Cooperatives: Cooperatives function to benefit their users and span various industries such as healthcare, retail, restaurants, and agriculture.

Corporations: More common in larger companies due to their legal and tax complexities, some small businesses can also benefit from this tax structure.

S Corporations: These operate like a corporation, but the flow-through of income and losses is sent through to shareholders to help you avoid double taxation on corporate income.

Be sure to research each type of business so that you choose the one that best fits for your small business. Consider the taxes you may pay on a federal level (remember, no corporate income tax in Ohio!) and the legal risks you may want to avoid.

Keep in mind that, regardless of the structure, some businesses in Ohio may be required to collect sales tax, with the sales tax rate and oversight of sales and use taxes managed by the Ohio Department of Taxation.

For businesses with employees or specific business structures, you will need to apply for a Federal Tax ID (EIN) through the Internal Revenue Service.

Lastly, always remember to consult a lawyer or accountant to ensure your chosen business structure is optimal for your business.

How to incorporate in Ohio

Owning your own business in Ohio can be a rewarding endeavor, but it requires careful planning and adherence to state regulations. Business registration and licensing requirements can vary across states, and Ohio involves several unique steps. You might need to apply for a trade name and file Articles of Incorporation with the state, depending on your business structure.

Here are the main steps for incorporating a business in Ohio:

  1. Verify Business License Requirements: Check all registration and licensing requirements with the Ohio Secretary of State to ensure you are complying with all regulations. Consult with relevant local government bodies and industry associations for more specific information and guidance.
  2. Register Your Business: Register your business with the Ohio Secretary of State, making sure to complete the necessary paperwork and pay any fees associated with your business registration. For detailed checklists and information on different industry categories, visit the Ohio government website.
  3. Obtain an Employer Identification Number (EIN): Get an EIN from the IRS. This number is crucial for federal tax purposes and is typically required to open a business bank account. Additionally, you’ll need to register your business with the Ohio Department of Taxation to obtain any necessary state tax IDs.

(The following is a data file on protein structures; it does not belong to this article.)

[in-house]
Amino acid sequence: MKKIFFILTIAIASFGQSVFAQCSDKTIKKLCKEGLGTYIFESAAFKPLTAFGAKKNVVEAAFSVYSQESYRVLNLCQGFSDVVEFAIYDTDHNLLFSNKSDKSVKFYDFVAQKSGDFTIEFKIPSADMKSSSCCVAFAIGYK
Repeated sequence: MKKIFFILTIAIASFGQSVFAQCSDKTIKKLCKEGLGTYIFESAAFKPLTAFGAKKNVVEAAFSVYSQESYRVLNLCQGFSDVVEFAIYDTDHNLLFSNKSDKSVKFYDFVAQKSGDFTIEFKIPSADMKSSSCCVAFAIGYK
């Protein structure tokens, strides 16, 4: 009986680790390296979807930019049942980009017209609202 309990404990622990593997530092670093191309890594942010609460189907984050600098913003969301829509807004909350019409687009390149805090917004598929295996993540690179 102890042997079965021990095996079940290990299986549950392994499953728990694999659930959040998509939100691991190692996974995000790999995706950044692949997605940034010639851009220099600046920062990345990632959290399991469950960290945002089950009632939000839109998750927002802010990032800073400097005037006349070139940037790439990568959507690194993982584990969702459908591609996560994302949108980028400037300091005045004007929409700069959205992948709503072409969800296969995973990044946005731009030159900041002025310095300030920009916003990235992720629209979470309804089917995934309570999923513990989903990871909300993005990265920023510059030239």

4. Acquire Relevant Licenses and Permits: Depending on your business type, you may need to obtain specific licenses and permits from both state and local governments.
  5. Obtain the Appropriate Insurance: Ohio law requires the purchase of workers’ compensation insurance if you plan to hire employees. Other types of insurance, such as general liability insurance, should also be considered. If you’re unsure about your insurance needs, it’s advisable to consult with a legal expert.

How Homebase can help you start a small business in Ohio

Starting a new small business is no easy feat. If you want to start your business off on the right foot, you need the best small business tools available.

That’s why Homebase provides a comprehensive suite of tools designed to support your business at every phase. As your team grows, enjoy the convenience of effortless scheduling and time tracking. When it’s time to compensate your team, Homebase manages your payroll with just a few clicks, calculating PTO and ensuring you stay compliant and up-to-date with Ohio’s requirements.

Best of all, Homebase integrates with many of the most popular business software, streamlining business operations. Homebase delivers everything a new small business needs and will scale up as your business grows. Give Homebase a try for free!